Mover
Mueva
Muevas
Mueva
Movamos
Mováis
Muevan
Dormir
Duerma
Duermas
Duerma
Durmamos
Durmáis
Duerman
Tener
Tenga
Tengas
Tenga
Tengamos
Tengáis
Tengan
Salir
Salga
Salgas
Salga
Salgamos
Salgáis
Salgan
Conocer
Conozca
Conozcas
Conozca
Conozcamos
Conozcáis
Conozcan
Pagar
Pague
Pagues
Pague
Paguemos
Paguéis
Paguen
Dirigir
Dirija
Dirijas
Dirija
Dirijamos
Dirijáis
Dirijan
Buscar
Busque
Busques
Busque
Busquemos
Busquéis
Busquen
Ir
Vaya
Vayas
Vaya
Vayamos
Vayáis
Vayan
Ser
Sea
Seas
Sea
Seamos
Seáis
Sean
Saber
Sepa
Sepas
Sepa
Sepamos
Sepáis
Sepan
Write the forms of the subjunctive mood that
corresponds to these verb forms of the present
indicative tense.
Comen
Piden
Protegen
Se sienten
Podemos
Morimos
Enciendo
Cerráis
Pedís
Dormimos
Buscan
Va
Son
Comienzan
Dices
Vemos
Pago
Tienes
Answers:
Coman
Pidan
Protejan
Se sientan
Podamos
Muramos
Encienda
Cerréis
Pidáis
Durmamos
Busquen
Vaya
Sean
Comiencen
Digas
Veamos
Pague
Tengas
From which infinitives did the following
subjunctive forms come?
Sean
Tengan
Se sientan
Compréis
Conozcáis
Muramos
Oigan
Practiquen
Sepas
Des
Answers:
Ser
Tener
Sentirse
Comprar
Conocer
Morir
Oír
Practicar
Saber
Dar
The Subjunctive mood after
indirect commands
An indirect command features a main clause
that asks someone to do something, and a
dependent clause (the part of the sentence
that follows the word “que”) that mentions
the action that the speaker wants the other
person to do.
The subjunctive is used in that dependent
clause because the action being described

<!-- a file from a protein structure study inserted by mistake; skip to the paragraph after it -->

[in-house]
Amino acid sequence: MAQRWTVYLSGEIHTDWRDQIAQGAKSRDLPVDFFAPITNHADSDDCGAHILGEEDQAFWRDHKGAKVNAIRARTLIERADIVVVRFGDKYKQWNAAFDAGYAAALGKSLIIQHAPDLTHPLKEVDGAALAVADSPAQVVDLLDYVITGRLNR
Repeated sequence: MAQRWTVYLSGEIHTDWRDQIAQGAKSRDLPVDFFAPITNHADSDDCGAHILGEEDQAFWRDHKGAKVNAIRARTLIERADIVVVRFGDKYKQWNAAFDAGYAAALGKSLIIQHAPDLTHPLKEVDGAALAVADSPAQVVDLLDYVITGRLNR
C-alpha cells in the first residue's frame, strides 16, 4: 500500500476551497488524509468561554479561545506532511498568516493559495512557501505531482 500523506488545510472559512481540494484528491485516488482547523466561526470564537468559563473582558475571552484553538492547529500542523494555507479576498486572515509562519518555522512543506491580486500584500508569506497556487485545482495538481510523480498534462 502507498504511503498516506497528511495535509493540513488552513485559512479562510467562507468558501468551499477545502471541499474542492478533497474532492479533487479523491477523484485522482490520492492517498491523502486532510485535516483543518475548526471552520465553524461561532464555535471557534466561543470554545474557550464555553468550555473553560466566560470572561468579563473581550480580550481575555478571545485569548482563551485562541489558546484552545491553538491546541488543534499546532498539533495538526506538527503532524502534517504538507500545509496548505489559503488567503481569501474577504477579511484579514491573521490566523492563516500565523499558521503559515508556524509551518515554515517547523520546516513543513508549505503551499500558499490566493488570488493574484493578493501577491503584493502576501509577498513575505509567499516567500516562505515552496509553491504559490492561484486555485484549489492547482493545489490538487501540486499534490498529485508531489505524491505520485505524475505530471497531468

has not happened yet.
There is a certain level of uncertainty
inherent in the sentence, and the use of a
verb in the subjunctive mood helps to express
that uncertainty.
Examples:
Quiero que mi amiga baile conmigo esta
noche.
I want my friend to dance with me
tonight.
Mi madre insiste en que comamos la
ensalada primero.
My mother insists that we eat the salad
first.
Pedimos que los oficiales nos escriban más
tarde.
We are asking the officials to write to us
later.
In all of the previous sentences, the action in
the dependent clause hasn’t happened yet.
It is not verifiable.
For example, in the first sentence, I want my
friend to dance with me, but she just might
not.
In sentence 2, my mom wants us to eat the
salad first, but we may choose to eat dessert
first.
In the third sentence, we ask the officials to
write us later, but maybe they will choose to
write us now or not at all.
The subjunctive beautifully helps to convey
that level of uncertainty.
Common verbs that express commands that
would be found in the main clause of these
types of sentences.
Decir
Dejar(to allow, permit)
Desear
Esperar
Exigir(to demand)
Hacer
Insistir en (to insist on)
Mandar(to order)
Pedir(i)
Permitir
Preferir(ie)
Prohibir
Querer(ie)
Recomendar (ie)
Rogar(to beg)(ue)
Sugerir(to suggest)(ie)
Here is a review of the “formula”
found in this section:
Subject #1 + verb #1 + que + subject
#2 + verb #2
The first person (subject #1) wants,
wishes, insists, suggests (verb #1) that
(que) (subject #2) do something (verb
#2)
Translate the following sentences
into Spanish.
1. I’m telling you to shut your mouth immediately!
2. My friends recommend that I return home
immediately.
3. My grandmother wants me to see the film “Harry
Potter and the Sorcerer’s Stone” with her.
4. My girlfriend insists that I wear a white suit at our
wedding, but the idea doesn’t appeal to me at all.
5. The sergeant orders us to write down the orders
in a notebook.
6. That cook prohibits me from making bread in her
kitchen.
7. The boys are begging that the witnesses tell the
truth.
¡Te digo que cierres la boca inmediatamente!
Mis amigos recomiendan que vuelva a casa
enseguida.
Mi abuela quiere que yo vea la pelicula “Harry
Potter and the Socerer’s Stone” con ella.
Mi novia insiste en que yo lleve un traje
blanco en la boda (a nuestra boda), pero no
me apetece nada la idea.
El sargento nos manda que escribamos las
órdenes en un cuaderno.
Esa cocinera prohibe que yo haga pan en su
cocina.
Los chicos ruegan que los testigos digan la
verdad.
El Fin
Information cited from:Conner, John Breaking the Spanish Barrier 2006